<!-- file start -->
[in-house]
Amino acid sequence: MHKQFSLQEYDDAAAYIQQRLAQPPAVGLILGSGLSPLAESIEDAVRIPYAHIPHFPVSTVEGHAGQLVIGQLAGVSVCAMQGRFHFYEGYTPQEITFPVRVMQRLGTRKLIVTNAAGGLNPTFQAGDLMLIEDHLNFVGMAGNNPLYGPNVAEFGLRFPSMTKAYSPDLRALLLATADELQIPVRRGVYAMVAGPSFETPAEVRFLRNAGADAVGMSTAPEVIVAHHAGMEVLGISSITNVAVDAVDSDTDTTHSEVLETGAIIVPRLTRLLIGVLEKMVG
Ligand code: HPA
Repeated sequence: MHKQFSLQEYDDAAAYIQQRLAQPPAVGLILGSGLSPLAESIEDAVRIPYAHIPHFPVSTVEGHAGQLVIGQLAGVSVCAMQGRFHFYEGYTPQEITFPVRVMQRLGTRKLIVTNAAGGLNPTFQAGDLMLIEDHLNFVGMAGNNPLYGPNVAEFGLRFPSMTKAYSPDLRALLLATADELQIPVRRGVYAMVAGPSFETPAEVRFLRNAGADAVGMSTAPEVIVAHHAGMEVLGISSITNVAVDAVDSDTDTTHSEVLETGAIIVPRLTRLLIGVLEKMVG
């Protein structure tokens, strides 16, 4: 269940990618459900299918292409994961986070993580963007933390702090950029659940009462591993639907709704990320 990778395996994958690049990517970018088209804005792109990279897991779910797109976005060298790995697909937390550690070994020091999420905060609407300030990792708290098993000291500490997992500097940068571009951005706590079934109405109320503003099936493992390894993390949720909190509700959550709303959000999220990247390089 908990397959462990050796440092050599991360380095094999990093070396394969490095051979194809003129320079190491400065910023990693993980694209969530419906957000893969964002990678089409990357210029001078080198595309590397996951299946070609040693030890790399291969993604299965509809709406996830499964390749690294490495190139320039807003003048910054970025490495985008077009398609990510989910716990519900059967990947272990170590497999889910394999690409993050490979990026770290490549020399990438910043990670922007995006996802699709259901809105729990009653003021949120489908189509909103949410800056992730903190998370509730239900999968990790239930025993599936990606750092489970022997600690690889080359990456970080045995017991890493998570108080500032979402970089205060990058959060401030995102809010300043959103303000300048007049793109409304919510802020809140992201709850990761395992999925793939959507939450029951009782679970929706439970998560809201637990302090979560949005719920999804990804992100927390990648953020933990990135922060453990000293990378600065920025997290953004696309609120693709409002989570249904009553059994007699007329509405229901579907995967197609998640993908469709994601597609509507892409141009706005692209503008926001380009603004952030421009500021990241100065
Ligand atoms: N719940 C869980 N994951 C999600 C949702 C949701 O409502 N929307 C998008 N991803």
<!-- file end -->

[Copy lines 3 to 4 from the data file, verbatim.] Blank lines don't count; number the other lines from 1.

Ligand code: HPA
Repeated sequence: MHKQFSLQEYDDAAAYIQQRLAQPPAVGLILGSGLSPLAESIEDAVRIPYAHIPHFPVSTVEGHAGQLVIGQLAGVSVCAMQGRFHFYEGYTPQEITFPVRVMQRLGTRKLIVTNAAGGLNPTFQAGDLMLIEDHLNFVGMAGNNPLYGPNVAEFGLRFPSMTKAYSPDLRALLLATADELQIPVRRGVYAMVAGPSFETPAEVRFLRNAGADAVGMSTAPEVIVAHHAGMEVLGISSITNVAVDAVDSDTDTTHSEVLETGAIIVPRLTRLLIGVLEKMVG